Big Data Big Opportunity

Ely Kahn: Big Data, Startup and Entrepreneurship

Editor’s Note: Ely Kahn is the Co-founder and VP of Business Development for Sqrrl, a Big Data Startup. Previously, Ely served in a variety of positions in the Federal Government, including Director of Cybersecurity at the National Security Staff in White House, Deputy Chief of Staff at the National Protection Programs Directorate in the Department of Homeland Security, and Director of Risk Management and Strategic Innovation in the Transportation Security Administration. Before his service in the Federal Government, Ely was a management consultant with Booz Allen Hamilton. Ely has a BA from Harvard University and a MBA from the Wharton School at the University of Pennsylvania.

You can find him on Twitter and LinkedIn. Learn more about his Big Data Startup Sqrrl [here]

eTalk’s Niaz Uddin has interviewed Ely Kahn recently to gain insights about Big Data, Startup and Entrepreneurship which is given below.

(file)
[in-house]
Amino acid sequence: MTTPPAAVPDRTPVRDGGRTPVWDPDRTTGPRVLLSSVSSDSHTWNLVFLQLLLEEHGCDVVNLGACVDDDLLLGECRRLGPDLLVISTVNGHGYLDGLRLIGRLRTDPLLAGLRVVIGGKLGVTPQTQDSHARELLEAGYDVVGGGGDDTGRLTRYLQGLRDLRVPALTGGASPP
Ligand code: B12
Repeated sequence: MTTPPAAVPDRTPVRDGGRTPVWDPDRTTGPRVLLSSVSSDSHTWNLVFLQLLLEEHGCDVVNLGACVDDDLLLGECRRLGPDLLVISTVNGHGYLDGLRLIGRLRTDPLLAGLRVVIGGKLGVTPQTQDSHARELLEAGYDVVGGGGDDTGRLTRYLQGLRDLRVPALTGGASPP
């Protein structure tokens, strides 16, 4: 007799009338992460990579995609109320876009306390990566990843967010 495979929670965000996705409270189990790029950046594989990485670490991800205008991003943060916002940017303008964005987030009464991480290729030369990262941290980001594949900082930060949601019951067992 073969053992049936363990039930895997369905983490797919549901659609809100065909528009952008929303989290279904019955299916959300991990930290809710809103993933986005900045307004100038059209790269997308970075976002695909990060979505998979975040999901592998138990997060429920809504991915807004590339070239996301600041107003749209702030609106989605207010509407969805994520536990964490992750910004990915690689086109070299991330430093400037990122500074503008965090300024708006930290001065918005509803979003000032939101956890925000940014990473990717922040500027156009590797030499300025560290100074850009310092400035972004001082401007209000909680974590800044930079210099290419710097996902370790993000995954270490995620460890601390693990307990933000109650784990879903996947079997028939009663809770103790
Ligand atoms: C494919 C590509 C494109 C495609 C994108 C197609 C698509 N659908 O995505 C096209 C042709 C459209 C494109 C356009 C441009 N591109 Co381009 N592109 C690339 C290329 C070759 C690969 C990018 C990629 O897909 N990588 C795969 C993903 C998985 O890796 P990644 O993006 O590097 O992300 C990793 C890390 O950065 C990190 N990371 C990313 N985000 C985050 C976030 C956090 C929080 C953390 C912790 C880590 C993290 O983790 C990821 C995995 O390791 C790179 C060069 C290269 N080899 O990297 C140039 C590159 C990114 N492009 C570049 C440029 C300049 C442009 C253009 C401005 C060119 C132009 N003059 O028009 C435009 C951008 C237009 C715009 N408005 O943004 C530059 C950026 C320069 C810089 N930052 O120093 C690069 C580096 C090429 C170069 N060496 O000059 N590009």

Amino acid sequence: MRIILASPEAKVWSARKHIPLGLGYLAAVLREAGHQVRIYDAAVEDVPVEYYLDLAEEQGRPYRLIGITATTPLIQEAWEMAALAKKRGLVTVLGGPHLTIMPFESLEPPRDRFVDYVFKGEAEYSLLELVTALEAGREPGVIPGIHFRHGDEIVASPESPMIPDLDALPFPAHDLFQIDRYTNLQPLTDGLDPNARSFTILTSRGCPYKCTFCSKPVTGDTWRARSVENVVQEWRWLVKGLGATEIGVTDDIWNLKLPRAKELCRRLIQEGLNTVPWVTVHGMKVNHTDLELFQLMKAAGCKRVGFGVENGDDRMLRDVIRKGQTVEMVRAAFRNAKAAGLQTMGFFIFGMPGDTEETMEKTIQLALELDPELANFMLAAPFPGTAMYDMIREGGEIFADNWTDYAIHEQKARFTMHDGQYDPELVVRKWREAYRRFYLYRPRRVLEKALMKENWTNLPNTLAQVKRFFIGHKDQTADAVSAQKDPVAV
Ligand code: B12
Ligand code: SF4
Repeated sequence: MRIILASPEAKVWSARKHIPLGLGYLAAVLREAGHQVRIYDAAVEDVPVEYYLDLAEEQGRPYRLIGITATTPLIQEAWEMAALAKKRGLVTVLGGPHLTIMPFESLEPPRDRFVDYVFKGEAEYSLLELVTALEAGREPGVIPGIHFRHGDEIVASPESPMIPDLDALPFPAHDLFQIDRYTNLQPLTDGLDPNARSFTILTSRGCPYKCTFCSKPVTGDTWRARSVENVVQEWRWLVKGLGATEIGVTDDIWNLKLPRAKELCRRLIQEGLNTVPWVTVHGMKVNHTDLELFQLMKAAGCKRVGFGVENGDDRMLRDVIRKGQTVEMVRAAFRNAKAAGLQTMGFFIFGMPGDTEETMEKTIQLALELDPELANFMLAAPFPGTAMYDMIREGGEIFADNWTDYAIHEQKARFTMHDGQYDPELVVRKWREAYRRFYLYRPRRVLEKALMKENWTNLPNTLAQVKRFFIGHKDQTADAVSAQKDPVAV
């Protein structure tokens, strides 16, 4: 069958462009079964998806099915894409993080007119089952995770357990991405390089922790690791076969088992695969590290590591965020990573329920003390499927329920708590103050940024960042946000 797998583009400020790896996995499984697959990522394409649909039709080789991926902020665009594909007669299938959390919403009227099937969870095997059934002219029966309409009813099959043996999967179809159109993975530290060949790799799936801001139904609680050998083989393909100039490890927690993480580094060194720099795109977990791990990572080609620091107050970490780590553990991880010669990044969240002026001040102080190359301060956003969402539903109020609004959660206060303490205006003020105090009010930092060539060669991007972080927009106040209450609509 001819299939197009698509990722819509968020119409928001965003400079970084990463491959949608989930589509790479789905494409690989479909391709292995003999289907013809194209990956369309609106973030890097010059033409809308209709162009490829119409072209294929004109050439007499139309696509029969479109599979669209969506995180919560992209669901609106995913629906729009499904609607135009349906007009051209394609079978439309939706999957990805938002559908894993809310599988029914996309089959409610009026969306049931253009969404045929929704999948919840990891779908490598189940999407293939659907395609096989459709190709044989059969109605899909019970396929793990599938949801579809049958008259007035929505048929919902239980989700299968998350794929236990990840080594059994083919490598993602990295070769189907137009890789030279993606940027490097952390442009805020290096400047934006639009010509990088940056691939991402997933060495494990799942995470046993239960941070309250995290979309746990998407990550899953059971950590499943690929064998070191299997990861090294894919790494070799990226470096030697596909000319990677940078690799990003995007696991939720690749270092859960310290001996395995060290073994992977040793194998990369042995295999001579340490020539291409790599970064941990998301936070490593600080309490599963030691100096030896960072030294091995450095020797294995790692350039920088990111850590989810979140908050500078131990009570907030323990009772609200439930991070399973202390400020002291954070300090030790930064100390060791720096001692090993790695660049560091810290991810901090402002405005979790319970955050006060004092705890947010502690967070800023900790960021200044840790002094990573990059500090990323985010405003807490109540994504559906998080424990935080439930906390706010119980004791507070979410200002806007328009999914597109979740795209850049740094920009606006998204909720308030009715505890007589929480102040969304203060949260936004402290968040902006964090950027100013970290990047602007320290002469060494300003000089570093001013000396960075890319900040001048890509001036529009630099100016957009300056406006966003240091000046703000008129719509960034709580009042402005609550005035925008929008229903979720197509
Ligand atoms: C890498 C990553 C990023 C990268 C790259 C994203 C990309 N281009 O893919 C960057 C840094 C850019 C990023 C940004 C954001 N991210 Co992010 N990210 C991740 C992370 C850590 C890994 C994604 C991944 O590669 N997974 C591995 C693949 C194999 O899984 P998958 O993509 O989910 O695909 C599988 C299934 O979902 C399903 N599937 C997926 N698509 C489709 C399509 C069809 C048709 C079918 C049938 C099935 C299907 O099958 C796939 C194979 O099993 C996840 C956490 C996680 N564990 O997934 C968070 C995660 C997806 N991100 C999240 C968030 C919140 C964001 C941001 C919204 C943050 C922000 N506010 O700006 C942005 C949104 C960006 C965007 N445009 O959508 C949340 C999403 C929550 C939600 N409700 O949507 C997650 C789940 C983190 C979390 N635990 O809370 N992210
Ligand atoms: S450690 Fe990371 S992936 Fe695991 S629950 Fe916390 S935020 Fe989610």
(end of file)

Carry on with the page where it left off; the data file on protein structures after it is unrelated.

Niaz: Dear Ely, thank you so much for joining us in the midst of your busy schedule. We are very thrilled to have you at eTalks.

Ely: My pleasure. Thank you for having me.

Niaz: You’re a former management consultant and senior government official who turned Big Data Entrepreneur. At the beginning of our interview, can you please tell us something about entrepreneurship? What is entrepreneurship? Why are you an entrepreneur?

Ely: While in government, I viewed myself as an “intrapreneur”, and I focused on developing new public sector programs that could disrupt traditional ways of doing business.  Moving to private sector entrepreneurship was a natural evolution for me.  Entrepreneurship takes all different forms, but the type of entrepreneurship that is most interesting to me is modeled around Clayton Christensen’s theory of “Disruptive Innovation.”

Niaz: You have a BA from Harvard University and a MBA from the Wharton School at the University of Pennsylvania. You’ve served in a variety of positions in the Federal Government and before your service in the Federal Government; you were a management consultant with Booz Allen Hamilton. How have you transformed your career into entrepreneurship and why? What’s the most exciting thing about entrepreneurship to you?